Mini-IPHU highlights health struggles for Seattle immigrant and refugee communities

Taking up from the model developed by PHM-Canada, PHM-USA held its first “mini-IPHU” in Seattle April 21-22. It was two powerful days of learning, community-building, and organizing for action around the right to health.

Over the course of the two days the IPHU had about 45 participants which included members of the Somali refugee community in Seattle, medical and public health students, health professionals, and local activists.

Image Theater representing political economy of mental healthThe first day we focused on building our common language and understanding around health as a human right.  Leigh Haynes (PHM-USA) presented the legal framework of the right to health, the importance of social determinants of health in achieving the right to health, and particular challenges in the United States. Baijayanta Mukhopadhyay (PHM-Canada) got participants thinking about the political economy of health and mental health using Image Theater. During this activity participants “sculpted” images by posing their fellow participants to demonstrate the concepts that health is a product of decisions that people in power make and how they spend money. To wrap up the morning, Julia Robinson (Health Alliance International, PHM-USA) talked about health services and systems, exploring the notion that health systems are a lens through which we can view society as a whole.

Power Struggle activityKokaale Amissah-Aidoo (Hesperian Health Guides, PHM-USA) facilitated a compelling activity, Power Struggle, which demonstrated how societal perceptions of race, class, employment, immigration status, gender and many others impact people’s daily lives. Participants examined their own power and privilege in society and how this profoundly affects our work.

The next presenters shined a bright light on real life challenges facing immigrant and refugee communities in the Seattle area. Ahmed Abdille (Somali Health Board) and Farah Mohammed (University of Washington School of Social Work) presented some of theAhmed Abdile talks about health challenges for immigrants and refugees in the Seattle area. mental health challenges with which immigrants and refugees struggle as well as difficulties organizations that serve these populations can face. Two representatives from the Kenyan Mental Health Forum of King County presented a wonderful case study of how the Kenyan community in the Seattle area is tackling the growing concern of suicide amongst Kenyan immigrants.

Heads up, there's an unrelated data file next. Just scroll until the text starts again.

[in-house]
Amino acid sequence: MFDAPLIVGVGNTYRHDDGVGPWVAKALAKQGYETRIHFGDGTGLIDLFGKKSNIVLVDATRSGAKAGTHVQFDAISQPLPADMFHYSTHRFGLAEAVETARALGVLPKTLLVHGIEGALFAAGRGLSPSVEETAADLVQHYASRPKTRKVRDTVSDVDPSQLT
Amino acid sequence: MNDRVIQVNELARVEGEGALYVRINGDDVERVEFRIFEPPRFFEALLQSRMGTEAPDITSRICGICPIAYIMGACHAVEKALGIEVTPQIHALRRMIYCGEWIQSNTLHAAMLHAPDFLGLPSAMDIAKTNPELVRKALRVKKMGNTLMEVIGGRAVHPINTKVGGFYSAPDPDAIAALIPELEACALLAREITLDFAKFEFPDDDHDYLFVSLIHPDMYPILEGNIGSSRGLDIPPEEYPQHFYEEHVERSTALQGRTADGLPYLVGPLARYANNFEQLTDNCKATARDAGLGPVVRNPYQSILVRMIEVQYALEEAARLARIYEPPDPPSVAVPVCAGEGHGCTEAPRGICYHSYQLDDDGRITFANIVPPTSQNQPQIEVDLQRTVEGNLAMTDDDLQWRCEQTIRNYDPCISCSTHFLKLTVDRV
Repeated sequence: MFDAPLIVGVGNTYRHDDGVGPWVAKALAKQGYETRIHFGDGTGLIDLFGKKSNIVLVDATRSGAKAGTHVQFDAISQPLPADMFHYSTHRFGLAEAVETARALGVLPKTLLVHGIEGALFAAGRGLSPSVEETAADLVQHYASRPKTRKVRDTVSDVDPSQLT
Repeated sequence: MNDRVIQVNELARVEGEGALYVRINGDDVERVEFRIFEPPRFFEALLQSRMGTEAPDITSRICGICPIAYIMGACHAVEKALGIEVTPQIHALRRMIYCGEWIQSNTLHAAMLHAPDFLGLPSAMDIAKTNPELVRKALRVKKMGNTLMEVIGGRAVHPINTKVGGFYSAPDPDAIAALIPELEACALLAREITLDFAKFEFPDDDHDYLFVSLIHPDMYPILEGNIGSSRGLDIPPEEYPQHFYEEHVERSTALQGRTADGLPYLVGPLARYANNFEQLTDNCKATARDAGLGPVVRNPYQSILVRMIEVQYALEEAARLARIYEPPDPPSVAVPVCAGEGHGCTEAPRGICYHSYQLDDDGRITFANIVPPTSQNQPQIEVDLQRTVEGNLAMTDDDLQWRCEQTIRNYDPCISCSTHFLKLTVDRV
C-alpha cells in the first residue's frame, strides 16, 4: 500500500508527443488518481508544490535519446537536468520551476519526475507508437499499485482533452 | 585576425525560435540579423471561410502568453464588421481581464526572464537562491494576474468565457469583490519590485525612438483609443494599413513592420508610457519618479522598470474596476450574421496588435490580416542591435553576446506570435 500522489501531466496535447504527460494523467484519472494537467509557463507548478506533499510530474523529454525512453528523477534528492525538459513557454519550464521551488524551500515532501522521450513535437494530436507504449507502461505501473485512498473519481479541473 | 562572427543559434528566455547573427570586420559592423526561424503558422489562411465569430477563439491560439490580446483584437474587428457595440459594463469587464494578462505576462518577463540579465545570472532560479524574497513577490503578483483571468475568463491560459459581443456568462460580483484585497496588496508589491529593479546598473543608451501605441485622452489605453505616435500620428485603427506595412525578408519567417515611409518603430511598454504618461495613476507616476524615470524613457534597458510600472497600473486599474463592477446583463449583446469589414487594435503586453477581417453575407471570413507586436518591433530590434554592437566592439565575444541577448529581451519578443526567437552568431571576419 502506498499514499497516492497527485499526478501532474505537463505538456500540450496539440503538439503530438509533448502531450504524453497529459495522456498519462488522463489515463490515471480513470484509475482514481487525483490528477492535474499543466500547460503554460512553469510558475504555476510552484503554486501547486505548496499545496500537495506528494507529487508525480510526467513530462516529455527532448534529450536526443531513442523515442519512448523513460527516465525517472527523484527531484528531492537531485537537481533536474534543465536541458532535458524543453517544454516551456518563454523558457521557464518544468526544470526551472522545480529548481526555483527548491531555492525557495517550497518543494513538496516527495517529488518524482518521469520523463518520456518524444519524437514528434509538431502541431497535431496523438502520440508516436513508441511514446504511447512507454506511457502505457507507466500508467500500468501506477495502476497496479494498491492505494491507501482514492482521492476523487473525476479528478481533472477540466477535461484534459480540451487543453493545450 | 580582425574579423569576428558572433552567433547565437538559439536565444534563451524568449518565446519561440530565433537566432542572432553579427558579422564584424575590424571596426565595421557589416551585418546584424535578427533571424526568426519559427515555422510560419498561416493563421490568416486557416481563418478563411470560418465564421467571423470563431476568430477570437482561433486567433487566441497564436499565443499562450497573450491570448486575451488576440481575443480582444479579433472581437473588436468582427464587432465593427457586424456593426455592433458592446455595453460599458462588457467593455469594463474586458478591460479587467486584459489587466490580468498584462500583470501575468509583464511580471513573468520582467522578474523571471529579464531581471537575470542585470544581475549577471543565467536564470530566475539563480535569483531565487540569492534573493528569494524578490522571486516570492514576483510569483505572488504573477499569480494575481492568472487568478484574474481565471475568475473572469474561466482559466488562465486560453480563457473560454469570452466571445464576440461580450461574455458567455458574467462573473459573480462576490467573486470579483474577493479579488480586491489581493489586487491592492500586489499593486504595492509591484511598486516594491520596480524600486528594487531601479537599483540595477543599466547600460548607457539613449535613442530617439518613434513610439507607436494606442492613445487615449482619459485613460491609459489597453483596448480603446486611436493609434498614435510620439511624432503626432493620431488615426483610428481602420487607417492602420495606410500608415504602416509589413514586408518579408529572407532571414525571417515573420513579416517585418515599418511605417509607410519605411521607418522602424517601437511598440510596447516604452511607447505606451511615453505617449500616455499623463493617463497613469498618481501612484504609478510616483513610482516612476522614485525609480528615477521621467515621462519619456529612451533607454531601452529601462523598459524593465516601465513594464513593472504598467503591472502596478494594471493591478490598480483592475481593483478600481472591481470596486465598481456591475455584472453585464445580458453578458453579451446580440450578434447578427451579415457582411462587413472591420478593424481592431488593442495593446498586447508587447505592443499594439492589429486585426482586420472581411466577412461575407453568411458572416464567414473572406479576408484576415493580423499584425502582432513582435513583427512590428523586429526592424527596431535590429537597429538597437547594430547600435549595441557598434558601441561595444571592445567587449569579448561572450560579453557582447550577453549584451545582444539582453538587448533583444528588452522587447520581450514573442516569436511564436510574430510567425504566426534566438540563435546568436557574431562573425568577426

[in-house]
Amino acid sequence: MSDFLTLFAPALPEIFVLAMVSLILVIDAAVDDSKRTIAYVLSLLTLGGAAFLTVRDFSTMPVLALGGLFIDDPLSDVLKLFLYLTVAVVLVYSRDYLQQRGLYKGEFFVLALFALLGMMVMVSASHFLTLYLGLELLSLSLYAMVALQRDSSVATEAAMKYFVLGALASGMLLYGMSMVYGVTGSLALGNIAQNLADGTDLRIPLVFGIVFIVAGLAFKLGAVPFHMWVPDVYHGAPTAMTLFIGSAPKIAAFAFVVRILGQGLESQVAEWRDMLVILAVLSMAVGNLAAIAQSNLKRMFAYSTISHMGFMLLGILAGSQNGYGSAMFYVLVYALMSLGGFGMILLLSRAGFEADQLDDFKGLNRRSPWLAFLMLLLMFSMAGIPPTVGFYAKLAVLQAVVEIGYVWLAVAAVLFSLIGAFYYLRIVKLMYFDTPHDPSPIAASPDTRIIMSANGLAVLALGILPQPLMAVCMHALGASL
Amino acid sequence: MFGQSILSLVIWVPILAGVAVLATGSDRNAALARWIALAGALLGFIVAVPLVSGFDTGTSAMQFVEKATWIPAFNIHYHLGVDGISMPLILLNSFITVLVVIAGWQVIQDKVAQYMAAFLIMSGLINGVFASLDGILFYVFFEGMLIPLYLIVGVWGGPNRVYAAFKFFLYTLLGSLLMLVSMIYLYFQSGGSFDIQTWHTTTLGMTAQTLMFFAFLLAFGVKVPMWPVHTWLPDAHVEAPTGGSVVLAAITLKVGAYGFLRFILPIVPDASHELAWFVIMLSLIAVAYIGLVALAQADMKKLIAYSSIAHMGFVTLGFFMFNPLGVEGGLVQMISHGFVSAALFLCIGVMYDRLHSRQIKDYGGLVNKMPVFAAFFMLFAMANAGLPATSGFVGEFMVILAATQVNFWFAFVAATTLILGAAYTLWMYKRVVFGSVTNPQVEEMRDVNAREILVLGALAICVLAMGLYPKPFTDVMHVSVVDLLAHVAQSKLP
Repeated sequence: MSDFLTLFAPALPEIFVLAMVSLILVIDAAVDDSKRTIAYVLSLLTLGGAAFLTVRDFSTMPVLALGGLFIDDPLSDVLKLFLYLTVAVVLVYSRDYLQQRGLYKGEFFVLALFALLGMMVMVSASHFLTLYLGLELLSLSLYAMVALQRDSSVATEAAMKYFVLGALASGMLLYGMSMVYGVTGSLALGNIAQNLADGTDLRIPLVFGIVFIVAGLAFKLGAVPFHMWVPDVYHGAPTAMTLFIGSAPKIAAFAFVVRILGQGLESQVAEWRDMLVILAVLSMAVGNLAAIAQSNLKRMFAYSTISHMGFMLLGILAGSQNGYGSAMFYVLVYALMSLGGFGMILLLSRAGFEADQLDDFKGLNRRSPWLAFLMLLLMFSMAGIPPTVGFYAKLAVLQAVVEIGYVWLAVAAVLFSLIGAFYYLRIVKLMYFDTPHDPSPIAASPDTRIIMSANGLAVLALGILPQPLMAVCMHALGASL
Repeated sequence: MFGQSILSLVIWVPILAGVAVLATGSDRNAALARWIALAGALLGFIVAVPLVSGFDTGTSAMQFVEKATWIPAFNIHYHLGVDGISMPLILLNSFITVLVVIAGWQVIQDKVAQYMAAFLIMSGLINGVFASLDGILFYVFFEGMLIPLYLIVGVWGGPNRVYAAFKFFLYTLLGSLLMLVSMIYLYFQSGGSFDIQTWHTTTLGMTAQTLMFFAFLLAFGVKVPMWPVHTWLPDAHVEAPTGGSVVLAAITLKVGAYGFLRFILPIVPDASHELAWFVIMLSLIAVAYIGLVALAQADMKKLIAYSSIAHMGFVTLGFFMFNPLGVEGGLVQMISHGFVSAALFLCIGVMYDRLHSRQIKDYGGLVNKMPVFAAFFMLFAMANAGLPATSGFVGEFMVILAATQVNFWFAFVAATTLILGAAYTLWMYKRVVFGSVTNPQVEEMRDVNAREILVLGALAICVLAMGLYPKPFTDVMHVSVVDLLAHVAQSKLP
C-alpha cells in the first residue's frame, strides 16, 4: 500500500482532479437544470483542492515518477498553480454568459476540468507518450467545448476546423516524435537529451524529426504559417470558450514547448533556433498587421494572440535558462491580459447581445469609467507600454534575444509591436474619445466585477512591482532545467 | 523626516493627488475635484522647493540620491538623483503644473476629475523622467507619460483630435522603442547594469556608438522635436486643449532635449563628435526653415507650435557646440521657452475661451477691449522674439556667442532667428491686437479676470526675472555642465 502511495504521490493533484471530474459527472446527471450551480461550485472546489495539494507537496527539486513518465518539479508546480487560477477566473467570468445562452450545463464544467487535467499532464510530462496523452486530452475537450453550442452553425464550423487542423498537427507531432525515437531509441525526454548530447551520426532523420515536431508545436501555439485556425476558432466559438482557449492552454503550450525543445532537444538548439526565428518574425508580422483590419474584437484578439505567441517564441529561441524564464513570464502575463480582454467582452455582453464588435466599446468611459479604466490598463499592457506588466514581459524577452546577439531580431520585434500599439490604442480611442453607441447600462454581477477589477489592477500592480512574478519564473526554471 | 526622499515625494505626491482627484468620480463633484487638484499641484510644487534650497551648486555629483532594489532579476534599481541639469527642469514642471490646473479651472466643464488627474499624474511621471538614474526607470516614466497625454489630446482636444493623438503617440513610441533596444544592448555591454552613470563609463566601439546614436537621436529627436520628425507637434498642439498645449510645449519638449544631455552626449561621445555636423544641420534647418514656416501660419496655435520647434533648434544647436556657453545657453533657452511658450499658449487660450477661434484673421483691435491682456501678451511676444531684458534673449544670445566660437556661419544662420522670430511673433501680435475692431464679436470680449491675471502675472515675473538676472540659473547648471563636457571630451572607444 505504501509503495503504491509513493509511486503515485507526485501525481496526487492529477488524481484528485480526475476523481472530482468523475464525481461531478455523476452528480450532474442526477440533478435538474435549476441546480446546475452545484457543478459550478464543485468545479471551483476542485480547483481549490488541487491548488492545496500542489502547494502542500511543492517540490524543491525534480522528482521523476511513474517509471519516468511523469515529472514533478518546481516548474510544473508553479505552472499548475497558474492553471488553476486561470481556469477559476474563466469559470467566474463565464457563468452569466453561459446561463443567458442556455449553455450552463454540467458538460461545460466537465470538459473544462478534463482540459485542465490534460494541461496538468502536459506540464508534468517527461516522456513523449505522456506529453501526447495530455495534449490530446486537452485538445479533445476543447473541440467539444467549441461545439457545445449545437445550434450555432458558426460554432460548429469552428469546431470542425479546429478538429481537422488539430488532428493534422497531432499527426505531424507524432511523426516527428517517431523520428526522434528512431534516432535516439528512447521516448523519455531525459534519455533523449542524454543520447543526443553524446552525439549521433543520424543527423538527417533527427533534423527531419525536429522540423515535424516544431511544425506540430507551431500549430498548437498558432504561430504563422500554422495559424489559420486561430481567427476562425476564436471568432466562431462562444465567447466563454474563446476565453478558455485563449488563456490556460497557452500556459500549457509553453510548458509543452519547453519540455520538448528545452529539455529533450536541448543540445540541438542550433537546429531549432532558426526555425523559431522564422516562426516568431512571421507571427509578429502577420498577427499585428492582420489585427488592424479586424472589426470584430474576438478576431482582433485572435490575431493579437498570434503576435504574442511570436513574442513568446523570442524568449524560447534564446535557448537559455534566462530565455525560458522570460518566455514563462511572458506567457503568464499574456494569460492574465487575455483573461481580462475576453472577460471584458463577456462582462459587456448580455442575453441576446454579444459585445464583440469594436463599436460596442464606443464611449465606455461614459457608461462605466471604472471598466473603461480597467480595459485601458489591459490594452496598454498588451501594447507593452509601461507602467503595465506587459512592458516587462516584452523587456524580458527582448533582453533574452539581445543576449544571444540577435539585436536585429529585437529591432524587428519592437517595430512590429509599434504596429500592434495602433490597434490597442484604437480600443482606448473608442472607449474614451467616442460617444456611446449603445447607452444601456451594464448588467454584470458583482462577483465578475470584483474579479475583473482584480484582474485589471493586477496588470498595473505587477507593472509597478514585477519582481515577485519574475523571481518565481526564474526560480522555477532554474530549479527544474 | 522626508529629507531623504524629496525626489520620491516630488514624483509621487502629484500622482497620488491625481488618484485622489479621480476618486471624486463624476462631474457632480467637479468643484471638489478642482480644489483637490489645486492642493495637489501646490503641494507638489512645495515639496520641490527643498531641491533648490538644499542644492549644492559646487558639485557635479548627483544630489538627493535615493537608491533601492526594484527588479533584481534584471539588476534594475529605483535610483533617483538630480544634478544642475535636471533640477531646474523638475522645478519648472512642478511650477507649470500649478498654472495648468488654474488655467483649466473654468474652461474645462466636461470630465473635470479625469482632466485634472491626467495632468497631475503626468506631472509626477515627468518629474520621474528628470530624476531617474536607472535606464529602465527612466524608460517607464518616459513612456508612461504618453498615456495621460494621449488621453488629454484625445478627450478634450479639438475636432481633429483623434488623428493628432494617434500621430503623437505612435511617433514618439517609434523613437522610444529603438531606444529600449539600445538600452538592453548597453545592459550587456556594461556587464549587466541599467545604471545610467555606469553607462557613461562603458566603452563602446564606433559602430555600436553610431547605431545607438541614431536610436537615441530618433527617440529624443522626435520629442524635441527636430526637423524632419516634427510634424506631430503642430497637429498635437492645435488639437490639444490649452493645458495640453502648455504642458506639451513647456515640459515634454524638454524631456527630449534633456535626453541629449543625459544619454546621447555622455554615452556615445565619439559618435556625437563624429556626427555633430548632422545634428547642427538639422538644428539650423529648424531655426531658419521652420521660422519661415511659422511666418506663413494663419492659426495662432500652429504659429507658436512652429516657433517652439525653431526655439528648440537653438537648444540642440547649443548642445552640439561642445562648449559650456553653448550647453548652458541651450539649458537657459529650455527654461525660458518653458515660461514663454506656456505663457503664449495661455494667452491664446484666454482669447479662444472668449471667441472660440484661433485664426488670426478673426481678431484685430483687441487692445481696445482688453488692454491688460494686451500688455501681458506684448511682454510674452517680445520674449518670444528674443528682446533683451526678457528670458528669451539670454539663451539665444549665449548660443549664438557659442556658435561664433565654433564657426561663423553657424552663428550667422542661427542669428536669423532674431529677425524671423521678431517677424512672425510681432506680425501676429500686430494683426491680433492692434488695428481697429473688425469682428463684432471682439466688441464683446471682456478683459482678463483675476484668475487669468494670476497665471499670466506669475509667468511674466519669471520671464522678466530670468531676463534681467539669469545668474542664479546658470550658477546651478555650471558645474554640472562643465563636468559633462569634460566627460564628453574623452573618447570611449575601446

The second day we focused on action. We looked at what we as a community can do to address some of the challenges that were raised during the first day’s discussions. Small groups identified four areas for potential action: (1) strengthening links between health providers, (2) community and citizen action for health/health policy, (3) public education on the realities of immigrant and refugee experience, interventions around the initial refugee resettlement period as critical for health outcomes (including mental health), and (4) improving access to mental health care among immigrant and refugee communities in Washington State.

Presenting ideas for action

Participants worked through a group investigation activity that Kokaale led to identify community-based and public organizations and authorities that could be involved in an action. Participants discussed the potential and limitations of collaboratian with those groups and best ways to initiate outreach. Moving forward, participants will continue to work together to build actions to tackle some of these issues.

This IPHU was made possible through the work of dedicated volunteers and the support of Health Alliance International and its Board of Directors, Doctors for Global Health, Hesperian Health Guides, and the University of Washington Department of Anthropology. Special thanks to Julia Robinson, Christina Lavette, and Farah Mohammed for their work on the ground in Seattle to ensure that this IPHU was a success!